- Hollis Johnson / Business Insider
- Multiple journalists say their first review units of the new Samsung Galaxy Fold were broken a few days after receiving them.
- The buzzy device is expected to be the first folding smartphone from a major manufacturer when it's officially released next week – though experts we're talking to say that it would not be crazy for Samsung to postpone the launch.
- But if the hardware issue is widespread, it can be a nightmare for the company and highlights the risks of rushing to be the first.
- And it comes just a few years after the Galaxy Note 7 fiasco, in which some of Samsung's top smartphones overheated and caught fire, and had to be discontinued.
Several journalists are reporting that their review copies of Samsung's new foldable phone have had catastrophic failures just a week before the official launch – a possible fiasco that threatens the company's fragile reputation.
On Wednesday, several tech reporters have gone to Twitter to raise concerns about the Galaxy Fold screen, a highly anticipated device that should be the first great foldable screen smartphone when it goes on sale to consumers on April 26.
After a day of use … pic.twitter.com/VjDlJI45C9
– Steve Kovach (@stevekovach) April 17, 2019
A video posted by CNBC technology editor Steve Kovach showed the left side of the screen in the evaluation unit of the faulty socket "after a day of use." Mark Gurman of Bloomberg also posted photos of the screen progressively deteriorating to a state of utter worthlessness, writing: "The screen of my Galaxy Fold review unit is completely broken and unusable just two days later."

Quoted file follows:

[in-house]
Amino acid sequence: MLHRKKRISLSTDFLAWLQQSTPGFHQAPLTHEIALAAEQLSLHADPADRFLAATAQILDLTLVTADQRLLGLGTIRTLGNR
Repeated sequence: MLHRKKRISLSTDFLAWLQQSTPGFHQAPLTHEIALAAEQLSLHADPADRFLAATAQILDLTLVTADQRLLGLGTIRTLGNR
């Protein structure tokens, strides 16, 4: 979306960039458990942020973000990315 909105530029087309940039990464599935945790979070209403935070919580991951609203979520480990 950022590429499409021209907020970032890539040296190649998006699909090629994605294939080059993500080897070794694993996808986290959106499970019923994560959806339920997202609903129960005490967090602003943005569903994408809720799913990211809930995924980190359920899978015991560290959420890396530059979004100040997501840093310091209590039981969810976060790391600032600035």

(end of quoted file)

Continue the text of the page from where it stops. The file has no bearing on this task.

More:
The screen on my Galaxy Fold review unit is completely broken and unusable in just two days. It is difficult to know whether this is generalized or not. pic.twitter.com/G0OHj3DQHw
– Mark Gurman (@ markgurman) April 17, 2019
Dieter Bohn of The Verge reported that a mysterious bulge had appeared on the screen of his review unit, and Marques Brownlee, a popular review of YouTube gadgets, also reported having screen problems.
SUPER YIKES: Something happened to my Galaxy Fold screen and caused a bulge. I do not know how this happened and I'm hoping to get a response from Samsung. Is broken. https://t.co/p1014uB01D pic.twitter.com/3FZJkWtSKr
– Dieter Bohn (@backlon) April 17, 2019
While it is not yet clear how widespread the problem is, the fact that four of them have already been broken after only two days of normal use is not a good sign for the device's outlook. Some Background Mathematics: Assuming that about 1,000 review units were sent to reporters, this suggests a failure rate of approximately 0.4% in just two days. This is clearly unacceptable for any consumer product – let alone a next-generation smartphone sold for $ 1,980.
And the potential crisis is especially acute for Samsung, as the company has only recently recovered from another smartphone crisis. The Samsung Galaxy Note 7 was a nightmare for the company in 2016, with device batteries overheating, catching fire and exploding, causing a global recall and ultimately a complete cancellation of the entire product.
The company has worked hard to rebuild its reputation in subsequent years, and another major flaw of a flagship device could seriously undermine its status as a manufacturer of premium high-end handsets.
"If Samsung's flagship phone, at an unprecedented price, is breaking at a high rate, Samsung will have to postpone the launch," Avi Greengart, Techsponential analyst, told Business Insider. "After the disastrous battery problems of note 7 – and Samsung's poor initial response – I hope the company has better procedures to deal with production problems."